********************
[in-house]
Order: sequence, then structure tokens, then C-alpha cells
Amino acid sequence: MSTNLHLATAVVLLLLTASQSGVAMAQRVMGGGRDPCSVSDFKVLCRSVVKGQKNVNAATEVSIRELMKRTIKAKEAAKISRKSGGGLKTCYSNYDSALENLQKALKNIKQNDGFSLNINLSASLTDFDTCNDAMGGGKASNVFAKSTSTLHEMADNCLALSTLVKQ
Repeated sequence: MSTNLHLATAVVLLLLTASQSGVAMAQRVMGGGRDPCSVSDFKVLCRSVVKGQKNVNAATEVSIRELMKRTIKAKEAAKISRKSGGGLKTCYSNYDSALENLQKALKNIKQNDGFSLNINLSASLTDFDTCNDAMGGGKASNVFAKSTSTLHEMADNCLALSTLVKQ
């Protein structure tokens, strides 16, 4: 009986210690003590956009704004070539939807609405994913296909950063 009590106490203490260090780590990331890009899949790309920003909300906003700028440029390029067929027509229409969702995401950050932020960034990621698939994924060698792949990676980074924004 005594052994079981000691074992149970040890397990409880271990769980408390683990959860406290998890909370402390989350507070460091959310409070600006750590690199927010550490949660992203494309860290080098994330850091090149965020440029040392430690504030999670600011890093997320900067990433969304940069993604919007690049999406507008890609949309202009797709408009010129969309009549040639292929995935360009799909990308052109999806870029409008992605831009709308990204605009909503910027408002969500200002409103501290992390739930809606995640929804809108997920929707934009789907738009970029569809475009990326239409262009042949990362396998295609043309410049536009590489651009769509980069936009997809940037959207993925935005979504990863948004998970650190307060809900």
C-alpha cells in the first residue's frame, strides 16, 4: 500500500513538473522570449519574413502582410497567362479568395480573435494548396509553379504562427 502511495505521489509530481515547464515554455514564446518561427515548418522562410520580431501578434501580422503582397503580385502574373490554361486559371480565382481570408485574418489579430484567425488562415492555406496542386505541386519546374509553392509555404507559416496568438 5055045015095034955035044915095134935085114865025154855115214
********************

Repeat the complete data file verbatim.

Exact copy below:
[in-house]
Order: sequence, then structure tokens, then C-alpha cells
Amino acid sequence: MSTNLHLATAVVLLLLTASQSGVAMAQRVMGGGRDPCSVSDFKVLCRSVVKGQKNVNAATEVSIRELMKRTIKAKEAAKISRKSGGGLKTCYSNYDSALENLQKALKNIKQNDGFSLNINLSASLTDFDTCNDAMGGGKASNVFAKSTSTLHEMADNCLALSTLVKQ
Repeated sequence: MSTNLHLATAVVLLLLTASQSGVAMAQRVMGGGRDPCSVSDFKVLCRSVVKGQKNVNAATEVSIRELMKRTIKAKEAAKISRKSGGGLKTCYSNYDSALENLQKALKNIKQNDGFSLNINLSASLTDFDTCNDAMGGGKASNVFAKSTSTLHEMADNCLALSTLVKQ
């Protein structure tokens, strides 16, 4: 009986210690003590956009704004070539939807609405994913296909950063 009590106490203490260090780590990331890009899949790309920003909300906003700028440029390029067929027509229409969702995401950050932020960034990621698939994924060698792949990676980074924004 005594052994079981000691074992149970040890397990409880271990769980408390683990959860406290998890909370402390989350507070460091959310409070600006750590690199927010550490949660992203494309860290080098994330850091090149965020440029040392430690504030999670600011890093997320900067990433969304940069993604919007690049999406507008890609949309202009797709408009010129969309009549040639292929995935360009799909990308052109999806870029409008992605831009709308990204605009909503910027408002969500200002409103501290992390739930809606995640929804809108997920929707934009789907738009970029569809475009990326239409262009042949990362396998295609043309410049536009590489651009769509980069936009997809940037959207993925935005979504990863948004998970650190307060809900």
C-alpha cells in the first residue's frame, strides 16, 4: 500500500513538473522570449519574413502582410497567362479568395480573435494548396509553379504562427 502511495505521489509530481515547464515554455514564446518561427515548418522562410520580431501578434501580422503582397503580385502574373490554361486559371480565382481570408485574418489579430484567425488562415492555406496542386505541386519546374509553392509555404507559416496568438 5055045015095034955035044915095134935085114865025154855115214